In India the study of Man and his society was started from the period of Manu in one way or the other. The Manusmriti gives an exhaustive social and structural account of the people of  India. The main principal of social structure presented by Manu are many, but important ones are:

  1. Origin of the universe.
  2. Principle of Varna.
  3. Principle of Ashram.
  4. Division of Labour.
  5. Religious duty and responsibility and
  6. Inheritance of property.

The systematic study of Indian society is recent in origin. During 18th century A.D. the British Government felt the necessity to have an ethnographic account on different tribes and castes of India with a view to rule them easily. Thus, fieldwork and researches of anthropological interest were started in India in 18th century A.D. by colonial administration, missionaries and some orientalists, who wanted to know the cultural history of India. Their accounts were published not only as books, but also as papers in journal of Asiatic Society of Bengal (1784). The Asiatic Society of  Bengal was formed in 1774 with Sir Willam Jones as its Chairman. Some British anthropologist like W.H.R Rivers and Radcliffe  Brown came to India to record the customs and tradition of Indian tribes. Rivers came in India in 1904 and studied the Toda tribe of South India, which was published in 1906. Another British anthropologist, Radcliffe Brown came to India to study ‘Onge’ tribe of Andaman Island in 1906 to 1908. Monograph on ‘Onge’ was published in 1922 under the title, Andaman Islands from London.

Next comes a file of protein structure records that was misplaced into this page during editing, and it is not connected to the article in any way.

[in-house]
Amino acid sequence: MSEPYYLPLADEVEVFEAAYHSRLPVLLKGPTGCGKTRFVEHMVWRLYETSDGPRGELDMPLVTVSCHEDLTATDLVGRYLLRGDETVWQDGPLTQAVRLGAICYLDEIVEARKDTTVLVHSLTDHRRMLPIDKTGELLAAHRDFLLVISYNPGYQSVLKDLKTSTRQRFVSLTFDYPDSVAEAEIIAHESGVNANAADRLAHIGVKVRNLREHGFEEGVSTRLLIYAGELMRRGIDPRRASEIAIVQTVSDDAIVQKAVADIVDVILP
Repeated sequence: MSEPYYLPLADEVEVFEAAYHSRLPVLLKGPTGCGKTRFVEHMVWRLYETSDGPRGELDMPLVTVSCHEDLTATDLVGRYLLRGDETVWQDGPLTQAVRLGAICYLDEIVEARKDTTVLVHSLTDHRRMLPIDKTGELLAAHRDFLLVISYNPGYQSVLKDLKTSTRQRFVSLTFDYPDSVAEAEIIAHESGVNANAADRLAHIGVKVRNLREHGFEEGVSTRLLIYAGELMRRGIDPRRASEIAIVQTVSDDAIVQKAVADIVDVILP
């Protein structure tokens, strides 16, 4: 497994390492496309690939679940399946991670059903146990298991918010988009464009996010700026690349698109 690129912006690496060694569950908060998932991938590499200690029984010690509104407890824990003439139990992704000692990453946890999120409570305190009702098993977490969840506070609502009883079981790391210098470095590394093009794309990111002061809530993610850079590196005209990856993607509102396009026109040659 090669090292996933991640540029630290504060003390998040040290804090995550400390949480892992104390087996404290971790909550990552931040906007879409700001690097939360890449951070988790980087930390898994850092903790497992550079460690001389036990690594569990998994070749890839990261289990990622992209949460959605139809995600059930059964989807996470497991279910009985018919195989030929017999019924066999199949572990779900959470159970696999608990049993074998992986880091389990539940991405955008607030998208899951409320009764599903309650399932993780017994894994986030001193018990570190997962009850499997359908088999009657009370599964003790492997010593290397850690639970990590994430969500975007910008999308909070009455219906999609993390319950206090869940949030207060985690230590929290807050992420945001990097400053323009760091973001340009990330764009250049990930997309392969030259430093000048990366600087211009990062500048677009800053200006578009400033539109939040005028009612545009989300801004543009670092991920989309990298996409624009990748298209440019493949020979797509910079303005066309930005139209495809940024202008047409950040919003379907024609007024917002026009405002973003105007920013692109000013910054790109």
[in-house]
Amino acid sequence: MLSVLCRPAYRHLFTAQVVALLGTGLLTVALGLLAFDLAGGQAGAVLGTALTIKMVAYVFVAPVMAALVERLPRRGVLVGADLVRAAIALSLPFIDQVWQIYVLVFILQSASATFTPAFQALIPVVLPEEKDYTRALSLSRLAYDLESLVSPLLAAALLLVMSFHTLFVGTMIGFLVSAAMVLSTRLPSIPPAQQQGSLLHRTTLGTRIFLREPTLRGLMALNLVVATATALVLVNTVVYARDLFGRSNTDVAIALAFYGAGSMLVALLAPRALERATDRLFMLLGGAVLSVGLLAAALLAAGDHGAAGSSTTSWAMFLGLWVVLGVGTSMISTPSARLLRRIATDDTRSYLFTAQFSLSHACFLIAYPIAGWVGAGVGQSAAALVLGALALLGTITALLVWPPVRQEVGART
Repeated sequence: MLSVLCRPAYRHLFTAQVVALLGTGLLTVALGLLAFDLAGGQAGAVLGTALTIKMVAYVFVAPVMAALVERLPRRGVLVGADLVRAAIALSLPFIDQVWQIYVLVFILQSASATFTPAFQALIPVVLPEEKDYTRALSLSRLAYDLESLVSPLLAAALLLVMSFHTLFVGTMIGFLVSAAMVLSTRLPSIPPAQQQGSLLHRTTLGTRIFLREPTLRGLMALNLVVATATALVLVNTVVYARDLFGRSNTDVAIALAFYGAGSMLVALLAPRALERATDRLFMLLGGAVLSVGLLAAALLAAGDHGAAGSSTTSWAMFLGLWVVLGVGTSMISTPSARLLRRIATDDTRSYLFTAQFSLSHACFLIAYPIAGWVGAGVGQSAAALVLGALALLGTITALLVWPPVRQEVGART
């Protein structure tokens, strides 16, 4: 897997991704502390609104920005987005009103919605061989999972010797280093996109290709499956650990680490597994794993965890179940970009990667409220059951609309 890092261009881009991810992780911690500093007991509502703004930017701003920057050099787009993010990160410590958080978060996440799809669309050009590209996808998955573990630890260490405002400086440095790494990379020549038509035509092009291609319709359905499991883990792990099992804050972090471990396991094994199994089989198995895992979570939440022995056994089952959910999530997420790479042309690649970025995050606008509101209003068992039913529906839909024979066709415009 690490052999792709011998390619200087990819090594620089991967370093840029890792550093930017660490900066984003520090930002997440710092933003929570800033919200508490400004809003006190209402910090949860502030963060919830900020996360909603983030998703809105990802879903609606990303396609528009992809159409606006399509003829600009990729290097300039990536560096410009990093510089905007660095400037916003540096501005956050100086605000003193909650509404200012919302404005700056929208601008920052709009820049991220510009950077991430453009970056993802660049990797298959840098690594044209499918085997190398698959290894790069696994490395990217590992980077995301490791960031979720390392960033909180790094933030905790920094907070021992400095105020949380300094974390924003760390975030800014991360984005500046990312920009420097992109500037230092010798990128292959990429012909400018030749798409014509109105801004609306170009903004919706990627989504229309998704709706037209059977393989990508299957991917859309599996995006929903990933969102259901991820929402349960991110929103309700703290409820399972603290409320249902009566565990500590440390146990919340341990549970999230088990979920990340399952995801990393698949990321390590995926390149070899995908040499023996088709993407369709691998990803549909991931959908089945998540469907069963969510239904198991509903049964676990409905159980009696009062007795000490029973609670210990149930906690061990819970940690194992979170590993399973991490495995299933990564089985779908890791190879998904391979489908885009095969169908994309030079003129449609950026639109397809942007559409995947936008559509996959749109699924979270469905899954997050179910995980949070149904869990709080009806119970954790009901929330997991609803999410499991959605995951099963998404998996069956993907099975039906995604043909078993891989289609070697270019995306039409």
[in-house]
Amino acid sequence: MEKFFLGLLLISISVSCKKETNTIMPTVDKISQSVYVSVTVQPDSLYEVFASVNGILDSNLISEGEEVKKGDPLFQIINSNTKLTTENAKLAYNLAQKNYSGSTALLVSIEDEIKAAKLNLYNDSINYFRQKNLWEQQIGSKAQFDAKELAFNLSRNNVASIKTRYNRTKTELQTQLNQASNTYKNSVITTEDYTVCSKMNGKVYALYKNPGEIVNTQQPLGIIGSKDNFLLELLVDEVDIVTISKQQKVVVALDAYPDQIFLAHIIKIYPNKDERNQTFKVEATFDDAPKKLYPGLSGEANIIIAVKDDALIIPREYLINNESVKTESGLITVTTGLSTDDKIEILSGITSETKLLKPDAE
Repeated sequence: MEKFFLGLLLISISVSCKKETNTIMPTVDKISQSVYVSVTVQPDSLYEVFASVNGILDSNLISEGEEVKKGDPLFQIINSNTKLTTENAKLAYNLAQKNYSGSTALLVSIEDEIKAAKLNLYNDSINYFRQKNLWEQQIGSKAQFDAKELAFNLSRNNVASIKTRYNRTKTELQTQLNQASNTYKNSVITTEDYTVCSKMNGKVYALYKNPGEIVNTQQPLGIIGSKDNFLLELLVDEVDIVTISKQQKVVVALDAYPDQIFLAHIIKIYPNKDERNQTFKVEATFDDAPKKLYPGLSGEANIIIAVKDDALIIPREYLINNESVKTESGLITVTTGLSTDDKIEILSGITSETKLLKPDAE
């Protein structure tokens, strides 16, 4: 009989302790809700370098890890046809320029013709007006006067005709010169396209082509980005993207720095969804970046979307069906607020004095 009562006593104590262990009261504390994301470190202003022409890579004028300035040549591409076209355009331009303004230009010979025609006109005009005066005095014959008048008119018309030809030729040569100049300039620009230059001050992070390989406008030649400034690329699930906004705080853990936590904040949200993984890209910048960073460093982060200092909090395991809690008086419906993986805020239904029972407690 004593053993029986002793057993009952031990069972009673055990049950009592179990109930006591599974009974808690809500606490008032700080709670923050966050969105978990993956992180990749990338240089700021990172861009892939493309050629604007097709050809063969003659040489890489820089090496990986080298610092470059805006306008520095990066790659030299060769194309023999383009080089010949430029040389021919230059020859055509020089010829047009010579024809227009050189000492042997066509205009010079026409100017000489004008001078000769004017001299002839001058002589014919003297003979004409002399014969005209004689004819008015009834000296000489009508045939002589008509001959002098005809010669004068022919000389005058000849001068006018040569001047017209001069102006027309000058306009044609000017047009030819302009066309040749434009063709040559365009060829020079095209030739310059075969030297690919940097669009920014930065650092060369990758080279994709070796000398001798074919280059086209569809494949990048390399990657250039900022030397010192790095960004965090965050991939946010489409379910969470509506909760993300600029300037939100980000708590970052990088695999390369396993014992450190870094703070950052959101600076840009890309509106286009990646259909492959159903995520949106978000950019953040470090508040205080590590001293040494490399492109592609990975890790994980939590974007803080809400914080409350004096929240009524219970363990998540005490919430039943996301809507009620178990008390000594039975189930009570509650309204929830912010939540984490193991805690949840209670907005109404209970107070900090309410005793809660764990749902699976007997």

Among Indian scholars S.C Roy is regarded as ‘The Father of Indian Ethnography’. He is also regarded as the first Indian anthropologist. Roy was a lawyer by profession. When he settled at Ranchi to establish his practice as a pleader, he came in contact with the tribal people of Chota Nagpur. He gradually developed interest in life and culture of Chota Nagpur. He moved in different tribal villages to record their traditions. Besides, as he was a lawyer of Chota Nagpur tribals, he got opportunities to take group and individual interviews of tribal informants, who used to come to him in connection with cases. As result, he published his book on ‘Munda’ (1912), Oraon (1951,1928), Birhor(1952), Kharia (1937). He also conducted field work among Bhuiyas of Orisaa and published his book in (1935). In the field of prehistoric archaeology, his important contribution is digging up of Asura sites. According to him, from material obtained during excavations, Asura were the pre-Munda inhabitants of Chota Nagpur.

In 1920, the teaching of Anthropology was started in Calcutta University by Asutosh Mukherjee, the then Vice-Chancellor of Calcutta University. The teaching of sociology was started in Bombay University in 1919. Now, Indian anthropologist and sociologists were produced and trained in the art of field expeditions. To publish the research work of anthropologist, S.C Roy started an anthropological journal, Man-In-India in 1921. D.N. Majumdar conducted fieldwork among Ho tribe of Kolhan Bihar (Singbhum), which appeared as book in 1937. M.N. Srinivas conducted filedwork in Coorg for one year (1940-41) and gathered data on marriage and family, which was published in 1942.